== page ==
In an altered course of history, thanks to scientists, the Soviets became victorious in World War II through advanced technology. The world of Atomic Heart has robots, flying vehicles, and sophisticated inventions at a time when this shouldn’t be a reality. Something strange seems to be going on. In this first-person RPG set during the 1950s, you play as special agent Major Nechaev, code-named P-3, whose past is a little hazy due to a convenient case of amnesia.
Developed by Mundfish, Atomic Heart opens with some seriously impressive stylistic choices with its art design. This is very reminiscent of other games with visually distinct styles, like BioShock, Dishonored, and Prey. After a brief introduction sequence, the civilian robots suddenly become hostile and begin turning on the population while also attacking Facility 3826 – which is primarily where Atomic Heart takes place over its reported 25-hour story. Following a close call with death, you’ll set off to make your way through the facility and try to figure out what exactly is going on.
Uncovering the truth
Armed with a melee weapon, this will be your trusty first line of offense when going toe to toe against the creepy robots stalking the environment. Combat is challenging, at least in the first few hours I played. The basic robot enemies sustain quite a few hits before going down, and there is some patience required to learn when to engage with just one of these — let alone facing off against two. I would often go back and look for the zones save spot to make sure I didn’t have to redo fights a second time.
As you explore, you’ll acquire new weapons, including guns, but also be able to upgrade and modify your existing arsenal. There is also an array of special abilities you can utilize by operating your A.I. glove called Char-les – which also happens to talk to P-3. A cool idea that was executed extremely well in the recently released High on Life, but in Atomic Heart, P-3 is one of the biggest dude-bro protagonists featured in a game in recent years, and so I could do with less talking from him. The combination with the glove allows you to change up your attack patterns and determine how to approach each situation. You could electrocute a robot and stun them for a moment while you follow up with an attack from your axe. Or levitate a group of enemies off the ground and promptly slam them back to the surface, causing significant damage.
The enemies you face in Atomic Heart will have weak points that you can expose by destroying their armor and seeing what lies beneath their shell. Learning about these locations will be a key focus in your combat encounters to help you get through them quicker while coming out unscathed.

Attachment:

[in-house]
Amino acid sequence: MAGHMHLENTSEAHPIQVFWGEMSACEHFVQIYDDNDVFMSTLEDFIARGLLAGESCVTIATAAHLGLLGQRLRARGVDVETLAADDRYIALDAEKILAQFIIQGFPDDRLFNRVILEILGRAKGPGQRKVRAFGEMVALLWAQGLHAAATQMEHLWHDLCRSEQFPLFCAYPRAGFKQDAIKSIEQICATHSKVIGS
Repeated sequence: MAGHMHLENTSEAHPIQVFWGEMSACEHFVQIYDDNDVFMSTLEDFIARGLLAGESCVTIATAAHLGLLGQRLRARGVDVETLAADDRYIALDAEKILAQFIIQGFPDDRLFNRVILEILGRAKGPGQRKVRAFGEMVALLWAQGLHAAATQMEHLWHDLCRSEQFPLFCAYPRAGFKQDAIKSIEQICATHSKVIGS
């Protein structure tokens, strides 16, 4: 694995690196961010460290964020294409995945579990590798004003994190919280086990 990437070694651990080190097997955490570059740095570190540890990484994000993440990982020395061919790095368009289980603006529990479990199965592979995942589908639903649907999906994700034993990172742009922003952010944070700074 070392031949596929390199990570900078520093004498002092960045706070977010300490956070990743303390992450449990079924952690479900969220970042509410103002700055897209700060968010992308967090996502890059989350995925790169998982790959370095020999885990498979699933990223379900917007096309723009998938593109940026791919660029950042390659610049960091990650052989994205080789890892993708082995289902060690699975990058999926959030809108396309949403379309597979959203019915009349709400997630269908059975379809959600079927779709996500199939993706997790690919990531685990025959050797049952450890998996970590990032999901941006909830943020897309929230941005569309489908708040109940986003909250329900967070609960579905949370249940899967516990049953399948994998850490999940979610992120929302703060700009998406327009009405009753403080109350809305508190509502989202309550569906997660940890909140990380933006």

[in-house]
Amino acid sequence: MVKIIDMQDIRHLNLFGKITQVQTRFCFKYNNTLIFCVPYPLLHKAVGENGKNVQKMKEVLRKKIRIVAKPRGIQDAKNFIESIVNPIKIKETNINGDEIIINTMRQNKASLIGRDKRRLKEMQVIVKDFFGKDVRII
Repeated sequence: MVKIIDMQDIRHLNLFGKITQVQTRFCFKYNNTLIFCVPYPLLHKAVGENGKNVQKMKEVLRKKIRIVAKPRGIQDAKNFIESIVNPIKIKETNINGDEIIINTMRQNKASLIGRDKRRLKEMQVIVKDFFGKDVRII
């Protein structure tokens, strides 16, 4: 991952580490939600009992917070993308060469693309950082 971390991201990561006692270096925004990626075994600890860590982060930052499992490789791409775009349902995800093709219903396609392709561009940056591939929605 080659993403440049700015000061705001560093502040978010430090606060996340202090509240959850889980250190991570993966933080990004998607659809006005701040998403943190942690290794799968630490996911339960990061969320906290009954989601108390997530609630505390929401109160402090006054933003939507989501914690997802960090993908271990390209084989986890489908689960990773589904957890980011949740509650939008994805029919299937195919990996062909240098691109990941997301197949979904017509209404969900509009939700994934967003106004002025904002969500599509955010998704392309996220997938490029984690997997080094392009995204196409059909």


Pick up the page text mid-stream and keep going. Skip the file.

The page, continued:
A visual feast
As mentioned before, Atomic Heart is gorgeous visually and is bound to be one of the best-looking games of this year. But another key area that stands out is the animations and how enemies behave as they move around. This is all very smooth and slick and seems like an area the developers have focused on a lot. This attention also echoes throughout other aspects of the game, such as the looting system. Rather than running up and mashing a button on every desk draw you come across, you can hold down the loot button and basically vacuum up all of the resources using Char-les as you run around. It’s an elegant solution and also fits the aesthetic of the world in the process.
The biggest unknown and concern with Atomic Heart will be the outdoor areas. While I had a great time playing the interior levels and solving puzzles, there is an entirely different way to engage with the game as you leave the confines of the facility and start exploring the outside world. There are a series of structures you can interact with that will affect how you’ll deal with the obstructions placed throughout these locations. For example, there is a surveillance system called Dandelion that you can shut down, and it will stop enemies from being alerted to your presence in the area. But how all of these systems work together and how intricate they are as the game progresses wasn’t exactly clear with the amount of time I had to play. Hopefully, there is some strategy here, and it’s not just a repetitive task that becomes mundane over time.
From the first few hours, Atomic Heart looks to be shaping up as one of the more interesting first-person RPG’s of recent years by showcasing a challenging combat system that rewards patience, all while being encapsulated in a distinctive art direction. If Mundfish can stick the landing with this one and continue to evolve the gameplay throughout its campaign, we could be in for something special.